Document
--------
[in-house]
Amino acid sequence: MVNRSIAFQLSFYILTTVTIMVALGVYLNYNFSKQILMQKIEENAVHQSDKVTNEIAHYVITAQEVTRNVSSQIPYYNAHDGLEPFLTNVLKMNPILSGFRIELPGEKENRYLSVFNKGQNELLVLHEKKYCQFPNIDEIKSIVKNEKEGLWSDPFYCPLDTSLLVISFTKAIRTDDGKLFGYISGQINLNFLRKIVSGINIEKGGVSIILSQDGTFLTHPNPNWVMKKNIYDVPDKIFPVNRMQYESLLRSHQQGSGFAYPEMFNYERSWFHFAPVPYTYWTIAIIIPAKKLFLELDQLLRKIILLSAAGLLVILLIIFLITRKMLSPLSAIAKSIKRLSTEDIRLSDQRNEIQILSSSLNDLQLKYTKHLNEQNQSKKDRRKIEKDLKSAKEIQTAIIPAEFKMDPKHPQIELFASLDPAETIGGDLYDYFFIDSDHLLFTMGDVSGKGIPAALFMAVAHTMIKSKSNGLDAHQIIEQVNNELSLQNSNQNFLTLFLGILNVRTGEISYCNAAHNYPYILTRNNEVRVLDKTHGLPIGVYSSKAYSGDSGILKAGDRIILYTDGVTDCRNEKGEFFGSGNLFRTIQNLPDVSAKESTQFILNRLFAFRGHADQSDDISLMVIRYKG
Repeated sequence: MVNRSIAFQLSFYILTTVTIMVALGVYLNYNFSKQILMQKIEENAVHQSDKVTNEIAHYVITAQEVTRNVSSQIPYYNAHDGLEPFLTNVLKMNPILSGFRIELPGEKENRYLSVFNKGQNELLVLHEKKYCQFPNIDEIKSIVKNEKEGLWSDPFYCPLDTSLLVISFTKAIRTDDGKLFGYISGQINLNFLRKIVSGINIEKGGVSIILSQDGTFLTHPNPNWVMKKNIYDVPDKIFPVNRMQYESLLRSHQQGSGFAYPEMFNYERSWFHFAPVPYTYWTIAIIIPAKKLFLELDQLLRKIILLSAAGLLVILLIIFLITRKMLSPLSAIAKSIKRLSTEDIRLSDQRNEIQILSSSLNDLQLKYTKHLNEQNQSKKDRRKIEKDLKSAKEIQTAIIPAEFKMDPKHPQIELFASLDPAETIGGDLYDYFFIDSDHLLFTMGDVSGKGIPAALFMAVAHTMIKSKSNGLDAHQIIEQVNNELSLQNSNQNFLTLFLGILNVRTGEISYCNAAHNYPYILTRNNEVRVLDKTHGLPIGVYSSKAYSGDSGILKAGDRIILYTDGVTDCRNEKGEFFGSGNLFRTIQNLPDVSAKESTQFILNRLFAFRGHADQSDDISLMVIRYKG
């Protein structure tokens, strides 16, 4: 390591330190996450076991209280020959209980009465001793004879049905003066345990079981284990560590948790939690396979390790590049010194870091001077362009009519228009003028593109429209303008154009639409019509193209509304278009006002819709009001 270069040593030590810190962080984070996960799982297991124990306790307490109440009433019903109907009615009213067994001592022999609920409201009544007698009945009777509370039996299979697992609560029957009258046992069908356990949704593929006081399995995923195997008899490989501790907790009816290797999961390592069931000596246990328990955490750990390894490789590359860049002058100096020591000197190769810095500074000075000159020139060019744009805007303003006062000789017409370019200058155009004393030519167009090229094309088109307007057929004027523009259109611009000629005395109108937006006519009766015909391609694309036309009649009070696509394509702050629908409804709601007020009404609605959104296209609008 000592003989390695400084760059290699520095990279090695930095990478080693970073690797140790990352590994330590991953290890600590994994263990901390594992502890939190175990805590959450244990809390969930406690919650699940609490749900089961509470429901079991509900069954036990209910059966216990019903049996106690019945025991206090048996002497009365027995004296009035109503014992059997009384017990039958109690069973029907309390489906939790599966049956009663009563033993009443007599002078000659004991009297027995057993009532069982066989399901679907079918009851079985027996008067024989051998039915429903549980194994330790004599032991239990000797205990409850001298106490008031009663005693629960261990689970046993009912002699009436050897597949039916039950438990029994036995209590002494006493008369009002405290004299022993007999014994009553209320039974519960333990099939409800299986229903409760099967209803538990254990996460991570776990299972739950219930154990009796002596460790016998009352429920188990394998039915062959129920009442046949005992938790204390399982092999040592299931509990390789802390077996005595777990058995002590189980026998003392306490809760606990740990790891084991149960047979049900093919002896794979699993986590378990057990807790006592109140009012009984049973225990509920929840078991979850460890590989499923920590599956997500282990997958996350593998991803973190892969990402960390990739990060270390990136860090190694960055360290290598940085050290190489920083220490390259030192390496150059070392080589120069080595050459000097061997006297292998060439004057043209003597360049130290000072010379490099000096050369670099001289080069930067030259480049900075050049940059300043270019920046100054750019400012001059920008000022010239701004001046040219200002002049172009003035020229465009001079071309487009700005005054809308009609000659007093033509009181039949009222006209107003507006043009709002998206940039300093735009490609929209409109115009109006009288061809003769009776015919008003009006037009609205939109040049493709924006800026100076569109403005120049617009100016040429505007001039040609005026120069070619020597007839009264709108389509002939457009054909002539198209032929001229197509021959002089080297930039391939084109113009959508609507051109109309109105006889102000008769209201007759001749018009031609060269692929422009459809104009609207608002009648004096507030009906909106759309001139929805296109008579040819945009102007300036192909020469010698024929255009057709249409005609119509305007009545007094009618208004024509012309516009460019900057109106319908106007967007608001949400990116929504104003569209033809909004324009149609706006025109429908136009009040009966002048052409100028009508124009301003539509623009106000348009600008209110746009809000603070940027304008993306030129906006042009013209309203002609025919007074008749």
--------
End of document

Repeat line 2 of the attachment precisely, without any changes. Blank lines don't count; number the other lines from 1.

Amino acid sequence: MVNRSIAFQLSFYILTTVTIMVALGVYLNYNFSKQILMQKIEENAVHQSDKVTNEIAHYVITAQEVTRNVSSQIPYYNAHDGLEPFLTNVLKMNPILSGFRIELPGEKENRYLSVFNKGQNELLVLHEKKYCQFPNIDEIKSIVKNEKEGLWSDPFYCPLDTSLLVISFTKAIRTDDGKLFGYISGQINLNFLRKIVSGINIEKGGVSIILSQDGTFLTHPNPNWVMKKNIYDVPDKIFPVNRMQYESLLRSHQQGSGFAYPEMFNYERSWFHFAPVPYTYWTIAIIIPAKKLFLELDQLLRKIILLSAAGLLVILLIIFLITRKMLSPLSAIAKSIKRLSTEDIRLSDQRNEIQILSSSLNDLQLKYTKHLNEQNQSKKDRRKIEKDLKSAKEIQTAIIPAEFKMDPKHPQIELFASLDPAETIGGDLYDYFFIDSDHLLFTMGDVSGKGIPAALFMAVAHTMIKSKSNGLDAHQIIEQVNNELSLQNSNQNFLTLFLGILNVRTGEISYCNAAHNYPYILTRNNEVRVLDKTHGLPIGVYSSKAYSGDSGILKAGDRIILYTDGVTDCRNEKGEFFGSGNLFRTIQNLPDVSAKESTQFILNRLFAFRGHADQSDDISLMVIRYKG